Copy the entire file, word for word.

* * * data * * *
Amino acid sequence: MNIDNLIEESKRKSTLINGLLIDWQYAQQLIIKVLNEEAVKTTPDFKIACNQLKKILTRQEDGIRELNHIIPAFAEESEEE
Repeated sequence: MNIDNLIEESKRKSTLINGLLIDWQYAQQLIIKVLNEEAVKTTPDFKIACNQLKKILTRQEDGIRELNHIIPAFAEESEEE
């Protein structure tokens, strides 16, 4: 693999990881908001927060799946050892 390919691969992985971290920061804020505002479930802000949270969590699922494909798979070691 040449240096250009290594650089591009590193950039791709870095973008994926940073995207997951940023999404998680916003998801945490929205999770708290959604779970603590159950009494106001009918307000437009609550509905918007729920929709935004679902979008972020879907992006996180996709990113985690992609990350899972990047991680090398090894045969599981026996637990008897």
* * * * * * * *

Amino acid sequence: MNIDNLIEESKRKSTLINGLLIDWQYAQQLIIKVLNEEAVKTTPDFKIACNQLKKILTRQEDGIRELNHIIPAFAEESEEE
Repeated sequence: MNIDNLIEESKRKSTLINGLLIDWQYAQQLIIKVLNEEAVKTTPDFKIACNQLKKILTRQEDGIRELNHIIPAFAEESEEE
């Protein structure tokens, strides 16, 4: 693999990881908001927060799946050892 390919691969992985971290920061804020505002479930802000949270969590699922494909798979070691 040449240096250009290594650089591009590193950039791709870095973008994926940073995207997951940023999404998680916003998801945490929205999770708290959604779970603590159950009494106001009918307000437009609550509905918007729920929709935004679902979008972020879907992006996180996709990113985690992609990350899972990047991680090398090894045969599981026996637990008897």